The State Department, in a statement, said the program seeks "to provide a safe and orderly opportunity for children at risk of harm with parents lawfully present in the United States to join them."
Ira Mehlman, a proponent of strict immigration enforcement, criticized it as an end-around run by the Obama administration.
The administration is trying to make it appear that the surge of unaccompanied minors is over, said Mehlman, spokesman for the Federation for American Immigration Reform, a group in Washington, D.C., that seeks reduced immigration. "One of the ways to do that is to, instead of having people cross the border, have them come into the country through some legal fashion.
"The net result is the same -- that you have lots of people coming here who would otherwise be illegal aliens, except the administration has found creative ways to bring them here," he said.
Advocates, however, said the policy is consistent with international efforts to help refugees escape danger and is a move toward more organized immigration.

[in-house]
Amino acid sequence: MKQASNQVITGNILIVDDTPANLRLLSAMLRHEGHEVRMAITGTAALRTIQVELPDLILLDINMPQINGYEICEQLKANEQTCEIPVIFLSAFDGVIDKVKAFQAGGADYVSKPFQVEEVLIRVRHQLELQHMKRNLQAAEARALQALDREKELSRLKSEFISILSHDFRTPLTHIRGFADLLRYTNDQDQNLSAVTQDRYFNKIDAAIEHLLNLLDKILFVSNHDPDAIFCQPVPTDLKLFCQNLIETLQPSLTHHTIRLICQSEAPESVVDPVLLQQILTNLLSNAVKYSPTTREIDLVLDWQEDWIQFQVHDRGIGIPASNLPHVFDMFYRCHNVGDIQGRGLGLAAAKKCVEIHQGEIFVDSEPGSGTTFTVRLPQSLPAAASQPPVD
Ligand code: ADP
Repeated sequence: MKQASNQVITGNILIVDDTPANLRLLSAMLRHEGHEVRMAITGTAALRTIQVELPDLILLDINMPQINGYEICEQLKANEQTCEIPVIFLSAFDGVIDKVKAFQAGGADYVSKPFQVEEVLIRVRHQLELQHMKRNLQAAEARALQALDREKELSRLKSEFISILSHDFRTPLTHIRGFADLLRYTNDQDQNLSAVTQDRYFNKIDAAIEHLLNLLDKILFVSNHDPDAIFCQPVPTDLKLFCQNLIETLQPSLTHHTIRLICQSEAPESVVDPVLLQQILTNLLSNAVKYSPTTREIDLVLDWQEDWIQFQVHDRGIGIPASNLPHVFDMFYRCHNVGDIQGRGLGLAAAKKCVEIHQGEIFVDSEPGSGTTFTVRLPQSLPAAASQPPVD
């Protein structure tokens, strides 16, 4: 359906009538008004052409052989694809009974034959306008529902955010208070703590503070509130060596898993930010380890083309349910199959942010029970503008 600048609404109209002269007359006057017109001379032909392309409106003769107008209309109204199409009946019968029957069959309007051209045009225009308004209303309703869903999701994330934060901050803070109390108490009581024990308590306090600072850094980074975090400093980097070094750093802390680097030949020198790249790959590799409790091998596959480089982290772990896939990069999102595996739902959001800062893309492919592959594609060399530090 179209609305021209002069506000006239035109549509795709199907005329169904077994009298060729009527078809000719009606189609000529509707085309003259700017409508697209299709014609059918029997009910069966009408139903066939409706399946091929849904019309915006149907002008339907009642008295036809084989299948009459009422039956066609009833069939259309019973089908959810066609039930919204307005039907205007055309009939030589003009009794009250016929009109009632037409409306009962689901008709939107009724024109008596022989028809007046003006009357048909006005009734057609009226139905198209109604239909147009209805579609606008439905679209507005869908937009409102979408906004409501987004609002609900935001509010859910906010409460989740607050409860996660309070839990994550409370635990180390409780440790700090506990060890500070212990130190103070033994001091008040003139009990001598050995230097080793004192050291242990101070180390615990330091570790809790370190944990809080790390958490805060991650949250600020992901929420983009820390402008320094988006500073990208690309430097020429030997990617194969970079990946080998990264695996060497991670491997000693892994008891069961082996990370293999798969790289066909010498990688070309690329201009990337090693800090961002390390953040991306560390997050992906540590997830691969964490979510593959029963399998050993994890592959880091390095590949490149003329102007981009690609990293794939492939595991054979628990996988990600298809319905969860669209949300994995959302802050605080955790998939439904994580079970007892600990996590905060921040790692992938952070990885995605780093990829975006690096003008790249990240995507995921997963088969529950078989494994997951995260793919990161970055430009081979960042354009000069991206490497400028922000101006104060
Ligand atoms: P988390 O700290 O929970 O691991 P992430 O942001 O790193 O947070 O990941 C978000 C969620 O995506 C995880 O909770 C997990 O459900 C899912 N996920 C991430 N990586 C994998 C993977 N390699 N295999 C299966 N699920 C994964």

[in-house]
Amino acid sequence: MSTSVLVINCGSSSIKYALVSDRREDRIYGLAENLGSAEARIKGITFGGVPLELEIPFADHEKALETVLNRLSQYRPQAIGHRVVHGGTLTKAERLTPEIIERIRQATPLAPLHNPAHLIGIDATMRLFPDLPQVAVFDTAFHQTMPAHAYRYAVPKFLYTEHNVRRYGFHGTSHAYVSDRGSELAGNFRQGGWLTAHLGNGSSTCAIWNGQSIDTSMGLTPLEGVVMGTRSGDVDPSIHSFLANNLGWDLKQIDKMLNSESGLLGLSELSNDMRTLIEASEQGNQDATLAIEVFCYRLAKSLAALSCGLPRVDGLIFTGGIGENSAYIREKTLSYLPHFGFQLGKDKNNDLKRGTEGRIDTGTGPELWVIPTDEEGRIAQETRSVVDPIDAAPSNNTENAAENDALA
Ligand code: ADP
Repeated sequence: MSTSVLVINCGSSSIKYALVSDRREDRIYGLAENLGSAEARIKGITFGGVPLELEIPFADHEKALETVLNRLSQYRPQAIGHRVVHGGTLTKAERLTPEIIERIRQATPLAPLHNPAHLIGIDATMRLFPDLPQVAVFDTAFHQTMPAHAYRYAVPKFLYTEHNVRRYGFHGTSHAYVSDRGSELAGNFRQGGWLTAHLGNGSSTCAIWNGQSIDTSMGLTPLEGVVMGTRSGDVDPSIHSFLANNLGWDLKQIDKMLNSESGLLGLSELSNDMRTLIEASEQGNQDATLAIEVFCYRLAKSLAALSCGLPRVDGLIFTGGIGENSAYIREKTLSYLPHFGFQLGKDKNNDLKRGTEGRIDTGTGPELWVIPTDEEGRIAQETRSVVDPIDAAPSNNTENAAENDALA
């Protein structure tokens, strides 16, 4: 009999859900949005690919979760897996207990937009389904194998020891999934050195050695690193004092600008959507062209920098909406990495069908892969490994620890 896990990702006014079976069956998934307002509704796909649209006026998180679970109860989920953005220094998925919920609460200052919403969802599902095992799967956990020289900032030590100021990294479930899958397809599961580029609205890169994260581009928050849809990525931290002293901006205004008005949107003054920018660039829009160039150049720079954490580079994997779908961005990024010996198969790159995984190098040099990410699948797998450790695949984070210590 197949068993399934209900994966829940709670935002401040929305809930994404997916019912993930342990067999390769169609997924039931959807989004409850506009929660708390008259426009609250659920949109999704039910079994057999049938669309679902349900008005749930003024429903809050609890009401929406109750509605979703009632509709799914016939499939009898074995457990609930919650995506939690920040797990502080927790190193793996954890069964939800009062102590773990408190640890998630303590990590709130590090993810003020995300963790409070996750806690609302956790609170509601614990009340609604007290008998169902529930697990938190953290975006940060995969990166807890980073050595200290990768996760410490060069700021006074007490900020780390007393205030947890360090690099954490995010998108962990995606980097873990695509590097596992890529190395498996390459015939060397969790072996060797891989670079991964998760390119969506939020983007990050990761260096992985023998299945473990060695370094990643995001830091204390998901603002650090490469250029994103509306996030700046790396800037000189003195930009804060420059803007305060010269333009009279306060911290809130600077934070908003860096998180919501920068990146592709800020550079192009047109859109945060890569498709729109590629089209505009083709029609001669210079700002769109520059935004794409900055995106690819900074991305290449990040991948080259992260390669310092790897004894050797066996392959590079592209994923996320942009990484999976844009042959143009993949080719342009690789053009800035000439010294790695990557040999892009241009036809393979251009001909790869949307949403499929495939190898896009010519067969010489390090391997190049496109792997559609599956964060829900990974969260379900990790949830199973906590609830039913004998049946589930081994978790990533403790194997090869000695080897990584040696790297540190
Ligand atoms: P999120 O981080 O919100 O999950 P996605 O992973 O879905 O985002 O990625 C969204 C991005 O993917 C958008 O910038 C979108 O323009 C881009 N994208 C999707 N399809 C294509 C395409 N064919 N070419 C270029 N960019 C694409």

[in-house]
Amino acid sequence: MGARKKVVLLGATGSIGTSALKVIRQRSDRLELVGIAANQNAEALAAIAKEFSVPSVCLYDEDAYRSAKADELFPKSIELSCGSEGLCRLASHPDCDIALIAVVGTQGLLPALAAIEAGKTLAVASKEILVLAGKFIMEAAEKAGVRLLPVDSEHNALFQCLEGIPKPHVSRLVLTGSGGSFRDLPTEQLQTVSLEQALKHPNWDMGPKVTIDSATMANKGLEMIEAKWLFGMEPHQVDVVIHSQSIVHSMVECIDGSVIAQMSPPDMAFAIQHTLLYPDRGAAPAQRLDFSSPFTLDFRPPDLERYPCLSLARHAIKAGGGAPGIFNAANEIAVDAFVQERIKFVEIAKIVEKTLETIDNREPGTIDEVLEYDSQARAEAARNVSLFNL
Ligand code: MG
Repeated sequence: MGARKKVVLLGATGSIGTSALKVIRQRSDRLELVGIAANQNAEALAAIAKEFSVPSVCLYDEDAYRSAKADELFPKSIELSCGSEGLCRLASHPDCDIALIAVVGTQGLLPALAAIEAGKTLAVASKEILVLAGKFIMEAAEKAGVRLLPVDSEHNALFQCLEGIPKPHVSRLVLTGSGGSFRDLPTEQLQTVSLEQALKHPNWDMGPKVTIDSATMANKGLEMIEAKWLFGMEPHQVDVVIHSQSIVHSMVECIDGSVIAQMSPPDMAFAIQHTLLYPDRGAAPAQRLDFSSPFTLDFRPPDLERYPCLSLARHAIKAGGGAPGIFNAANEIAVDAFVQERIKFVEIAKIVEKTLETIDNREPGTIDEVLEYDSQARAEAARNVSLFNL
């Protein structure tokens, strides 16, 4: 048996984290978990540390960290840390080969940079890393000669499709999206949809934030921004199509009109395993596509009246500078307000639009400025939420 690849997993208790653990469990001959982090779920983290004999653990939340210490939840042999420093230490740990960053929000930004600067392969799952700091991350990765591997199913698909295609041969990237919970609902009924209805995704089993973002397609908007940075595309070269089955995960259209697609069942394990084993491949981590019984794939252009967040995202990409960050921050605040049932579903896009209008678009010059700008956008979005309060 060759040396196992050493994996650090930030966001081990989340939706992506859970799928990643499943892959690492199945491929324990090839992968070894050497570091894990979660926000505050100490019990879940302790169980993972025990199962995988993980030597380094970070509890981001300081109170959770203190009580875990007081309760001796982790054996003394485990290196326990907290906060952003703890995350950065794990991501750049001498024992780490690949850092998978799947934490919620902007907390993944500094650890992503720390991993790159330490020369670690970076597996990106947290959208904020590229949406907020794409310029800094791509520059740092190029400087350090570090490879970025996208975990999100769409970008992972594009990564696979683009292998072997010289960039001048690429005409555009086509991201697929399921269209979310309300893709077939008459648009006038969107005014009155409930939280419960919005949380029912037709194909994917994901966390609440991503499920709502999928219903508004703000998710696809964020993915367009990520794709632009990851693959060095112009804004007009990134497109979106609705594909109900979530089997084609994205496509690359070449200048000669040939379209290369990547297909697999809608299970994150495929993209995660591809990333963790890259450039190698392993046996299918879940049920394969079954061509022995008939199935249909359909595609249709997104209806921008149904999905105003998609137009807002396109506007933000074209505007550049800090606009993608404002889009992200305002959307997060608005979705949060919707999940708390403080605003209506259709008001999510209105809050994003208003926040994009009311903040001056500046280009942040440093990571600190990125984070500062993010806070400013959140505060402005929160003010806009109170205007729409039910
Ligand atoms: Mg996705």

"It will give the assurance so that the communities know who these kids are," Maquilon said. "They are coming with a purpose and have a reason to be here, because they were entitled to the protection from the U.S. government. We have always been a beacon of hope for the persecuted, especially when the persecuted are children."
The International Organization for Migration, which handles refugee petitions, first receives the applications and reviews them before they are considered by U.S. officials.
The children have to pass health and background checks and, in the cases of biological children and stepchildren, undergo DNA testing with their parents to prove their relationship. The children also are called for interviews with U.S. officials in their countries, where they must demonstrate that their lives are "in danger" or that they have reasons to fear for their safety, Maquilon said.
Those approved for refugee status will be helped to resettle and enroll in school in the United States, she said. They will be able to apply for permanent residency that could lead to citizenship.